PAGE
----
“Just don’t brake hard when there’s some tailgating idiot behind you because they won’t stop as quickly as you! “
thats what tow bars and box section steel bumpers are for.
the photos i posted were from auchenblae but last year wasnt much better and im out in garlogie now – we had snow the height of the fence posts on the farm track.Posted 4 years agoNorthwindSubscriber
FWIW I had Hankook Icebears on the Focus, they were bloomin excellent. More snow and mud grip than my silly fat snowproxes, and still decent enough in warmer conditions (better than your standard issue MOT pass no-names but not as good as a quality “summer” tyre, much as you’d expect). My first winter driving was a very snowy one and tbh I had no idea what I was doing, like any other learner, so if they kept me rubber side down I reckon they’re pretty darn good.Posted 4 years agostevemtbMember
The learn to drive comments really annoy me. I got stuck trying to get out of my drive to my flat a few years back, car would move forward but also slid sideways towards a post due to the camber of the road and depth of snow. Car to the left mean I couldn’t go further left. Car only came out of there when I’d dug out that whole corner and got a push along the rest – no idea how I’d have got out with different driving style, tried first and second, second first attempt with low revs creeping along. Nothing stopped it sliding towards the post – few days later with similar snow fall and winter fronts it drove straight out. Could go hunting snow rather than avoid it. The ice patch everyone got stuck on one day was easy too – even towed a stuck van off it.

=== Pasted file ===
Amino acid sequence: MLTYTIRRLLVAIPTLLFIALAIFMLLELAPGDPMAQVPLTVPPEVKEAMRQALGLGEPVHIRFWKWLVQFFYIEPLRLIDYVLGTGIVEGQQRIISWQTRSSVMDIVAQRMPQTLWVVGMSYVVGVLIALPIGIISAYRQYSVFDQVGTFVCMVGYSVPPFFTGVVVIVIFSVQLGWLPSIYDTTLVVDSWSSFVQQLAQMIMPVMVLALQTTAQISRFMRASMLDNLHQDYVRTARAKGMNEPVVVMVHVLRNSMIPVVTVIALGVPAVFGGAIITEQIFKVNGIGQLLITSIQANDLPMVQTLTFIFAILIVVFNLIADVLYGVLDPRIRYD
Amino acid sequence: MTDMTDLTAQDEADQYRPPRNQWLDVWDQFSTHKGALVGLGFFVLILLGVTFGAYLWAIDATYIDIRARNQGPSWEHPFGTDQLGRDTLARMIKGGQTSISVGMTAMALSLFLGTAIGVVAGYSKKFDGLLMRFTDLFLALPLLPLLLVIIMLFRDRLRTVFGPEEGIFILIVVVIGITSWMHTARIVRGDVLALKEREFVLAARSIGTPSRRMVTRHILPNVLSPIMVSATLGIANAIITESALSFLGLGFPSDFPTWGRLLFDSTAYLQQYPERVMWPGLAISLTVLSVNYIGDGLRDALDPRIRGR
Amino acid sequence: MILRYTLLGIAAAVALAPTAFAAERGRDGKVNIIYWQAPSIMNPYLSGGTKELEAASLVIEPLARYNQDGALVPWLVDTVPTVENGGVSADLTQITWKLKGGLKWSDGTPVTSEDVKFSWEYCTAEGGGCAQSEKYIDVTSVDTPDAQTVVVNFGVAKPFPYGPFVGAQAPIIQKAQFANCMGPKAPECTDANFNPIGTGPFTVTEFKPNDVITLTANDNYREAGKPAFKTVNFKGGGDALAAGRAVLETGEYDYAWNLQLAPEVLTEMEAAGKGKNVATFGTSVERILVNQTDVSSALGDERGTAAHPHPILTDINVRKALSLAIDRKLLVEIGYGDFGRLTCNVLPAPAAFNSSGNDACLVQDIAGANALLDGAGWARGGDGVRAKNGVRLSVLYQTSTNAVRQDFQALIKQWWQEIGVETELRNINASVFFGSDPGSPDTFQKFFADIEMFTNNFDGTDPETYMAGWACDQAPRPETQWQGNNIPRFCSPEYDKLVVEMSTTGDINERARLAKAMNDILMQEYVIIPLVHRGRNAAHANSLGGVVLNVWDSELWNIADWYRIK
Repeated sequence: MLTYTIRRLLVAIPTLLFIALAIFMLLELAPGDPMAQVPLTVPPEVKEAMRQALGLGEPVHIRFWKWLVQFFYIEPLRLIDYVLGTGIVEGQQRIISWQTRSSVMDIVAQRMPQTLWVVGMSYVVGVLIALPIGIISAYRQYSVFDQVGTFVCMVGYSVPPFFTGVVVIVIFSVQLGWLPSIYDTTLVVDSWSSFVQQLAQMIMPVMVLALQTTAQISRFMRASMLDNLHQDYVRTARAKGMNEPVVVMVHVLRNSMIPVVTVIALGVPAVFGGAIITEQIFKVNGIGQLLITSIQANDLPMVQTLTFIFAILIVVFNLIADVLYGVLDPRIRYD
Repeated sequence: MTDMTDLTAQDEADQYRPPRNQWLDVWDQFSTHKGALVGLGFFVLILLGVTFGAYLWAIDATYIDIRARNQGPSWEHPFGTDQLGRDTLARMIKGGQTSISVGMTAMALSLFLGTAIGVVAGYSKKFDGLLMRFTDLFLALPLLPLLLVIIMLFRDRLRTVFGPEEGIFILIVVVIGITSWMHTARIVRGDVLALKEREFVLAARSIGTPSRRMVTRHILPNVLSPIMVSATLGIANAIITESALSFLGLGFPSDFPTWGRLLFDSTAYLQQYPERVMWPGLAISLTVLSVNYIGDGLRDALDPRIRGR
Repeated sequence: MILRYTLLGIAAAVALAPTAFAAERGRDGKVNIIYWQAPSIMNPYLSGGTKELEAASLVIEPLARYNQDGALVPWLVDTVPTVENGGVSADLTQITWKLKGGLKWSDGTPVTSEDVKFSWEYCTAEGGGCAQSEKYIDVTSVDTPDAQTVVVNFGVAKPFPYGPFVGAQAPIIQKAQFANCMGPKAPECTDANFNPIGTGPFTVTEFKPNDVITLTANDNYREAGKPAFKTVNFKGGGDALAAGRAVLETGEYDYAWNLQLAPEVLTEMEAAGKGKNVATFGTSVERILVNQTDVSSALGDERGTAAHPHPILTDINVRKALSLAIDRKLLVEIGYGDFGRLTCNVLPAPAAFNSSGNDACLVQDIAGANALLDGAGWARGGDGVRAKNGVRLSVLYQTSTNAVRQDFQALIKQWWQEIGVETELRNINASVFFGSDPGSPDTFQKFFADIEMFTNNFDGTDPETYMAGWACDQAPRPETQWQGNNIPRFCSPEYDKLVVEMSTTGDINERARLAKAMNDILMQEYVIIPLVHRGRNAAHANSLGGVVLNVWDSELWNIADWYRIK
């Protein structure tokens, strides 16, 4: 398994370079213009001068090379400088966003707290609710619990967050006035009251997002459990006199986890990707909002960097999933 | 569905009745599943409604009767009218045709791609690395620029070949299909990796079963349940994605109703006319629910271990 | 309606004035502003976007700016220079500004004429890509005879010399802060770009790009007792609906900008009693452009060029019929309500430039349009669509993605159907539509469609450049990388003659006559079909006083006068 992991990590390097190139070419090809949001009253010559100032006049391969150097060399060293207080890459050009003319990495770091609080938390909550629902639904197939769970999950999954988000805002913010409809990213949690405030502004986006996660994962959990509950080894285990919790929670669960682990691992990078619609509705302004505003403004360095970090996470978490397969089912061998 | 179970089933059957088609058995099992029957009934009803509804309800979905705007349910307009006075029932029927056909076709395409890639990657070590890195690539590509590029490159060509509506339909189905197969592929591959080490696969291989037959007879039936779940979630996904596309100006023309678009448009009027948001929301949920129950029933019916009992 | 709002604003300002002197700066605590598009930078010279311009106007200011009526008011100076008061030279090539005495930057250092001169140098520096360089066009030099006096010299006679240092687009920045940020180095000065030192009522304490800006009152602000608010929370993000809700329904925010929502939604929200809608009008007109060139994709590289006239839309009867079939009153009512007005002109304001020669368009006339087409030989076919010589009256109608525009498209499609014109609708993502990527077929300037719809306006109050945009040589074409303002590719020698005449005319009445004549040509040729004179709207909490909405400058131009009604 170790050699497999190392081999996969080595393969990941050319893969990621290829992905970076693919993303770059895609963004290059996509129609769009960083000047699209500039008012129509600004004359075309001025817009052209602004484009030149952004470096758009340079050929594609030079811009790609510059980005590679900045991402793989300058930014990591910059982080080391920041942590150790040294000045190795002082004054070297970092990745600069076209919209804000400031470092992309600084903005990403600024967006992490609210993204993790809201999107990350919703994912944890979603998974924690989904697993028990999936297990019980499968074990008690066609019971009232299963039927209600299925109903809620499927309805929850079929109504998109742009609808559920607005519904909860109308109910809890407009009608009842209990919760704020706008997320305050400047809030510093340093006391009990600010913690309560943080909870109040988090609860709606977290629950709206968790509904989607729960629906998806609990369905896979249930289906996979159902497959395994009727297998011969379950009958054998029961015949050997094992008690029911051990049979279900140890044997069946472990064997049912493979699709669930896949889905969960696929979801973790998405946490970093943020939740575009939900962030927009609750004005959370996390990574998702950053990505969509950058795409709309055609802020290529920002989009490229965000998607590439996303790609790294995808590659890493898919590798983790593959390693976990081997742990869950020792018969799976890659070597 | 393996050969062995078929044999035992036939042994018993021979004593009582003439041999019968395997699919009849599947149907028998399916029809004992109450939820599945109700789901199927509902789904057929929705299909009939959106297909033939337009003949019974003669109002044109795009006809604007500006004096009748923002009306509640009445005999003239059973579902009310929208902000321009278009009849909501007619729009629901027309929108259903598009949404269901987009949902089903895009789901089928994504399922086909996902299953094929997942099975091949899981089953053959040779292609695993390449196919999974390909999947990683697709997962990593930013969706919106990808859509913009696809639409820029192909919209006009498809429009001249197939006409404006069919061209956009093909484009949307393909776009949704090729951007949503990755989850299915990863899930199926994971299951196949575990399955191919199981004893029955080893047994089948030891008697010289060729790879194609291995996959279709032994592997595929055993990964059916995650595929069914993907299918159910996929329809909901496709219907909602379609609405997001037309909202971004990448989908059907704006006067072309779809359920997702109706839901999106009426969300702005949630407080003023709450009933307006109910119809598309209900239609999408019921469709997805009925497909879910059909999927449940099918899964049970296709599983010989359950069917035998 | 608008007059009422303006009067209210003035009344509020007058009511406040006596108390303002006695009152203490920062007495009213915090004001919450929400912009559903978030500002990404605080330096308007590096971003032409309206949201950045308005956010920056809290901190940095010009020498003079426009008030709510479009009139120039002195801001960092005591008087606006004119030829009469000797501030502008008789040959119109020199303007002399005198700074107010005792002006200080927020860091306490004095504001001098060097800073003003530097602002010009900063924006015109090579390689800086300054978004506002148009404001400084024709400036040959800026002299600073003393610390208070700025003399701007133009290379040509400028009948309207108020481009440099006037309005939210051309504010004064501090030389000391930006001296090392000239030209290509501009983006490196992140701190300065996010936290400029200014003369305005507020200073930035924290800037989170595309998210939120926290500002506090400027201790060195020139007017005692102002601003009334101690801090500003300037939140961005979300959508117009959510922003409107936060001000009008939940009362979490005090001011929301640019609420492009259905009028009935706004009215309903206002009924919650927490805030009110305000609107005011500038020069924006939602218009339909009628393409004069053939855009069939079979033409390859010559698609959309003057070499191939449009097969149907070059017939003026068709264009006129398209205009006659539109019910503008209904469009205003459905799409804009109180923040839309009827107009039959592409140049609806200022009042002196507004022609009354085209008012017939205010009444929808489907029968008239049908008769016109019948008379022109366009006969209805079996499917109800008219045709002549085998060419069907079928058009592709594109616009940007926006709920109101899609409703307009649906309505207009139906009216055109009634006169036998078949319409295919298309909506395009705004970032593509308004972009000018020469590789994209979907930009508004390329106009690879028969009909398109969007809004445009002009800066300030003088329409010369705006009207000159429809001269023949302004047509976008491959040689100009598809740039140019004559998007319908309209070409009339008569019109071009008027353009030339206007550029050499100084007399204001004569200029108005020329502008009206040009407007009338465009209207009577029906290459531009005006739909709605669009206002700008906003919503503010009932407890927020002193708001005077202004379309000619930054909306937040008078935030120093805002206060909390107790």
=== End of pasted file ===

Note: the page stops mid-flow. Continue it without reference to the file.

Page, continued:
At one point I had two different Volvos, an auto T5-R with fairly sporty tyres and a manual diesel V70 with normal tyres. Drove the T5 round to my sisters and got stuck on a hill that I couldn’t believe I got stuck on, sharp turn across another lane on to it then straight up, still not enough snow to get stuck. Drove home, got the other one and drove straight up it in second with low revs – different cars, different drivetrains and different tyres can make massive differences.
Have had on at least one car/van since trying them. Not sure what to do this winter though, got a set for the Transit that’ll go on shortly but have recently got a Forester which has 4×4. Transit was pretty amazing last winter but the Foz with winters should be better still.Posted 4 years agowiz74Subscriber